A whiff of lavender made Charlotte turn her head. Standing in the doorway, still as the Doric columns out front, was Virginia, glaring at Charlotte as if her perfectly orchestrated evening had been ruined by the arrival of a petite, brown-haired girl from California.
Birdie walked up from behind, chirping, “Alright, Ginny, let’s find this girl a dress.” She practically shoved Virginia forward and gave Charlotte a wink.
Charlotte didn’t know whether to follow them or stay put, so she held still while the two women walked into a closet nearly the same size as the bedroom. It was easy to hear them whispering.
“Oh, come on. You haven’t worn that since I told you it looked like your meemaw’s couch,” said Birdie. Hangers scraped across metal closet bars, and Birdie’s voice rang out again, “Good Lord, Ginny Buchanan, I can’t believe you still have the dress.”
Virginia answered Birdie in a low murmur. She sounded angry.
“And with the tags still on it, almost thirty years later!” Birdie squawked. “If Anna Grace were alive, she’d tear you to pieces.”
“Give me that,” said Virginia. “Where do you think you’re going with that dress?”
“She’s wearing it,” said Birdie. “This is the dress.”
“You know darn well you only bought this dress so Anna Grace couldn’t wear it. It doesn’t even fit you. I remember.”
There was silence.
Finally, Virginia spoke. “She’s in my house. I’ll give her the dress.”
Birdie walked out first, grinning so widely her bright pink lipstick nearly smeared against her ear. Virginia came out next, holding a gold dress. Charlotte knew from her college fascination with vintage clothing that it was a silk Christian Dior slip dress. It looked like something Jackie Kennedy or Audrey Hepburn would have worn. Without a glance at Charlotte, Virginia threw the dress on the bed.
“Are you sure?” Charlotte asked Virginia’s retreating back. She wanted to give her a way out, an opportunity to say no to lending such an exquisite dress, and in turn, give herself an excuse to slip out the back door and drive home.
Virginia swung around, her squinty eyes belying her fake smile. “Of course, I insist. It wouldn’t do to have you running around here like that, now would it?” She marched from the room.
Birdie picked up the dress and held it in front of Charlotte. “At least she lets us know what she’s made of right up front. Been that way her whole life. Now ignore that old biddy,” said Birdie. “Put this on.”
Charlotte took it from her carefully. “Why’d she keep this from my mother?”
“Those two were a couple of queen bees competing over who had the better stinger. They’d fight over who could roast their friggin’ marshmallow better. ’Course Ginny was more willing to play dirty, which is why she bought this dress after she found out your mama was saving up for it. Now, go ahead and put it on, honey. It’s time.”
Charlotte changed into the dress slowly, stunned by the perfection of it and awed by the fact that the dress was so suited to her own taste.
“Oh my,” Birdie cooed. “Now if you just straighten yourself up, you’ll look like a princess.”
Charlotte turned toward the mirror above the dresser. The dress tapered in at her waist, cut in a way to maximize a woman’s body. The neckline was high and wide, showing no cleavage, only a lovely silhouette. Not bad for an accountant from Santa Monica. The dress might just equal redemption.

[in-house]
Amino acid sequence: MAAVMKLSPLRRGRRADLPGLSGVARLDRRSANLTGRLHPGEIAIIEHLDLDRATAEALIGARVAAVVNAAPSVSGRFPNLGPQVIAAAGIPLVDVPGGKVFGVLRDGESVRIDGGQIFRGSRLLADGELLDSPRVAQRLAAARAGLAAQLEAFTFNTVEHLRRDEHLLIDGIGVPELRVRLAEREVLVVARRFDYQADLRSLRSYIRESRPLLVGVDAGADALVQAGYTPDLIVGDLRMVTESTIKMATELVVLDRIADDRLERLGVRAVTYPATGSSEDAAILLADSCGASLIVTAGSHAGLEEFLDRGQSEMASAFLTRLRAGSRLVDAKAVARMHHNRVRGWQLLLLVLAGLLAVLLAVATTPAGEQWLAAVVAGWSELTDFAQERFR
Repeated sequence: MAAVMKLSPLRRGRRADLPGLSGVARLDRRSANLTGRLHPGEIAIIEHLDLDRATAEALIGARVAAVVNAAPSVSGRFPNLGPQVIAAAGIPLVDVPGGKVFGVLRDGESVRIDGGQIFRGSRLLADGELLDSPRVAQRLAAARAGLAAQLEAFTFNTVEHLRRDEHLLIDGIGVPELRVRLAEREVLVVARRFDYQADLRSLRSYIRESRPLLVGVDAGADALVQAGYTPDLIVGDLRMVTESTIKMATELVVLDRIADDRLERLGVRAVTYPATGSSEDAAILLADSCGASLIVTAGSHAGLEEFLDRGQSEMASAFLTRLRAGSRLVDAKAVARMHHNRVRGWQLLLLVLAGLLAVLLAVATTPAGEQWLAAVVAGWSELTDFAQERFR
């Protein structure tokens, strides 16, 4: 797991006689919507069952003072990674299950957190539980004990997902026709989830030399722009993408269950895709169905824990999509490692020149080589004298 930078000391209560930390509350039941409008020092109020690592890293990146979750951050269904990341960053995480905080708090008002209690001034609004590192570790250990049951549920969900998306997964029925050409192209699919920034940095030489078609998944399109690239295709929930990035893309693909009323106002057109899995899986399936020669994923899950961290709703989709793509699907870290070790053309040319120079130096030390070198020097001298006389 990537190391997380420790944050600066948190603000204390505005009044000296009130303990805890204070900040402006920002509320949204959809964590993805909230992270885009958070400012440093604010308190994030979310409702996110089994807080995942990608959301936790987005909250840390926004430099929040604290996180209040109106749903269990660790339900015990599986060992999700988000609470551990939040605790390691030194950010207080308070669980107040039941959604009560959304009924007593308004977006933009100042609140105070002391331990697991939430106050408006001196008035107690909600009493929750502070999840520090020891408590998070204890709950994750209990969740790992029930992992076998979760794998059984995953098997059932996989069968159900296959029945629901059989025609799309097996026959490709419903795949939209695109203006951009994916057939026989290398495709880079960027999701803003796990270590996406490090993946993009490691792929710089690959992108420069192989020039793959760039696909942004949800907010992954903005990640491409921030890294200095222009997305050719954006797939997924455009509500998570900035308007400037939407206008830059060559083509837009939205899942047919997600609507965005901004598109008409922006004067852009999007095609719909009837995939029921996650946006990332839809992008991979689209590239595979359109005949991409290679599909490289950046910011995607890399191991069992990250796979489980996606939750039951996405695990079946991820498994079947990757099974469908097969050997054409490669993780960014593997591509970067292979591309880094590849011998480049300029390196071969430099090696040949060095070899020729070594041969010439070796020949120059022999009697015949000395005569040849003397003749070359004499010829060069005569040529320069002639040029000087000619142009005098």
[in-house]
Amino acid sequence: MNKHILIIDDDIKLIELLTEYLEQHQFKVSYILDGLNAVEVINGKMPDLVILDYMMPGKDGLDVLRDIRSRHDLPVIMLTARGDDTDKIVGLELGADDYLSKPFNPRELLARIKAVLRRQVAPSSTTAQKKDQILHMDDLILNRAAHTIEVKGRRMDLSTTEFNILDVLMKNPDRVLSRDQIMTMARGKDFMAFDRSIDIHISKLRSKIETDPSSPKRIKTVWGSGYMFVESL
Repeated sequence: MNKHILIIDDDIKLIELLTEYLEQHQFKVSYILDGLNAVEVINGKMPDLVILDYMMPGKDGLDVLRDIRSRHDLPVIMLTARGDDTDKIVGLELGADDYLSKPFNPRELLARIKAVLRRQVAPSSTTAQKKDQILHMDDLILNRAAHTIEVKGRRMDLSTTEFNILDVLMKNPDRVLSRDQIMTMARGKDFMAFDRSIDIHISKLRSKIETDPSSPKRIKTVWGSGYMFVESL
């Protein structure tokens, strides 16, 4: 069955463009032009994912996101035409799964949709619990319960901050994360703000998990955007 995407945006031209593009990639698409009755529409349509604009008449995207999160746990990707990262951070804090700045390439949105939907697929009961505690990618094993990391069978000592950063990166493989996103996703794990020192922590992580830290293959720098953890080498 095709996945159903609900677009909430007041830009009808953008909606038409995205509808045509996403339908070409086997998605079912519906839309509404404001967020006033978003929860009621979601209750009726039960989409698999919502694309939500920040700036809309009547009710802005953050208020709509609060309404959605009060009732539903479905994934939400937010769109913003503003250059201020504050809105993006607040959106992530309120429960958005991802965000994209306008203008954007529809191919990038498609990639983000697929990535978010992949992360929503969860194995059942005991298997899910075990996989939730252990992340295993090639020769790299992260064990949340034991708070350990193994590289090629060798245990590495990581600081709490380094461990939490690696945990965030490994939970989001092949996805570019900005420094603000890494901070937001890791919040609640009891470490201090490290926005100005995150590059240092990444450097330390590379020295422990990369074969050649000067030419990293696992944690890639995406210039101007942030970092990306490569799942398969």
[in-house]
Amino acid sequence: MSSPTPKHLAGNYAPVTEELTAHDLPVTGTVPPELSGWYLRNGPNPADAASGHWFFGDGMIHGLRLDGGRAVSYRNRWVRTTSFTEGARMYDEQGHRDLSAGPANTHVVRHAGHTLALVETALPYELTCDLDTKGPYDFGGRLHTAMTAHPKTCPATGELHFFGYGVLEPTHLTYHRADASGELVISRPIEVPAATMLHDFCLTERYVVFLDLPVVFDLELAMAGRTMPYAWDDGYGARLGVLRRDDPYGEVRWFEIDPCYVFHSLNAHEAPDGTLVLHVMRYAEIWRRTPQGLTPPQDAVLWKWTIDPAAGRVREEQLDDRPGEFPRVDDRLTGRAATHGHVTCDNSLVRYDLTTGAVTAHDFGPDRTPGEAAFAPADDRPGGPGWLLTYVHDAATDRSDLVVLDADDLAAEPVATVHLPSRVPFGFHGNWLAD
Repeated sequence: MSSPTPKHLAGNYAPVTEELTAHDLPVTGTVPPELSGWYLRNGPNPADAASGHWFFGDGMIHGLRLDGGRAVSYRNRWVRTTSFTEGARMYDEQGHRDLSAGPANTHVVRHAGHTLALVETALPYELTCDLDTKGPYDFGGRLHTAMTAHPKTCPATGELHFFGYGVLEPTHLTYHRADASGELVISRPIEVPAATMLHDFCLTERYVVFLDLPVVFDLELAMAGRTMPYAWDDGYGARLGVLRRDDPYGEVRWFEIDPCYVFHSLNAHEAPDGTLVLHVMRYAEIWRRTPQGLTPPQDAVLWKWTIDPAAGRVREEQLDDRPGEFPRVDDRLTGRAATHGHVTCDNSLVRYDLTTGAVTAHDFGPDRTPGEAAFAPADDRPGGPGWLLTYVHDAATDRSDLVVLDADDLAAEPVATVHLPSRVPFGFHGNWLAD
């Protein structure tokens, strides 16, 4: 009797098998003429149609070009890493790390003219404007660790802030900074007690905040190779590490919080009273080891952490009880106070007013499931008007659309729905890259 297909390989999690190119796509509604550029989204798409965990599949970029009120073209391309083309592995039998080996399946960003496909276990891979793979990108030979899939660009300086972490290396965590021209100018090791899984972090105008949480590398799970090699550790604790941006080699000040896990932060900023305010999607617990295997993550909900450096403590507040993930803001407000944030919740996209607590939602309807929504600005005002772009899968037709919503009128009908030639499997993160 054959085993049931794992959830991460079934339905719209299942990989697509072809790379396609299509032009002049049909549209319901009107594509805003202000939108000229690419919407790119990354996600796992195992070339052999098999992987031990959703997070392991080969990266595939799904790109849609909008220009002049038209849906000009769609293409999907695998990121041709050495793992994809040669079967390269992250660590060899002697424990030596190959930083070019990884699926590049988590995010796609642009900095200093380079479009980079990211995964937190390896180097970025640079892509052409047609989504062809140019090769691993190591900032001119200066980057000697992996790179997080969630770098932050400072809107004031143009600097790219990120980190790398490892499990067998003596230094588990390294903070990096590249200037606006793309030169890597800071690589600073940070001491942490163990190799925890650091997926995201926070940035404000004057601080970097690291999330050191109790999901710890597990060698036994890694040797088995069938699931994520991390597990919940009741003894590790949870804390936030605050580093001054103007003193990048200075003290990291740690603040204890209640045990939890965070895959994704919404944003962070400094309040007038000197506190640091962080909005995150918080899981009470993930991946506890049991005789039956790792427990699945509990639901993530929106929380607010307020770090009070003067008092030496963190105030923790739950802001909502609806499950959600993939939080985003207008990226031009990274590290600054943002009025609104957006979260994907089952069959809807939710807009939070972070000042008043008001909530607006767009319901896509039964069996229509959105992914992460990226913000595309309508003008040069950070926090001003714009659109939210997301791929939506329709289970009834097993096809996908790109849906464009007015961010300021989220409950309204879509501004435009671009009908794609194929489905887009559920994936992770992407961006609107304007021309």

Shoes were a problem. Virginia wore a size nine, and Charlotte wore a six. Birdie flopped herself onto one of the silk chairs in mock exasperation, and Charlotte sucked in her breath, anticipating the sound of fabric tearing. Nothing happened.
“No one wants to wear them old heels all night anyway. Painful is what they are.” Birdie removed her own wide, magenta-dyed square-heeled shoes. “If any of those hoity-toities down there has a problem with our goll-danged feet, I dare them to say something. We’re in this together, darlin’.”
Charlotte wiggled her bare toes. Unless she wanted to wear sneakers, there was no other choice.
Birdie looked Charlotte up and down, obviously pleased. “Your mama would have loved you in that dress, except, of course, for the fact that it belongs to Virginia. Anyway, I must say, it makes you look older.”
“Older than twenty-six? What kind of compliment is that?”
“Naw, sugar. It’s just that your face is all lit up, like you’re wise to something, or like you’re just plain comfortable with who you are. I haven’t seen you look this way since you moved here.”
Charlotte smirked. “You’re just digging the hole, Birdie. Making it deeper.”
“Honey, what I mean is that you look like you finally got your feet under you.”
“Yeah, bare feet.” Charlotte giggled as she pulled her dark hair loose from the ponytail and shook it upside down, fluffing it. She checked herself in the mirror again. “If we’re going to do this, let’s do it.”
They walked down the grand curved staircase in the front of the house, Birdie looking like an oversized powder puff stuffed into a sequined purple tent dress and Charlotte feeling like she’d just been transported to Civil War Tara. Conversations ended abruptly as the first few guests noticed their arrival. In the window above the front door, Charlotte saw a reflection. It was an angel in soft focus, floating down the stairs, the glow from the chandelier lighting the natural gold strands in the long waves of her dark hair, her creamy skin translucent. She paused for a moment to squint at the image. Lifting her hand, she touched the blazing hair. The angel followed suit.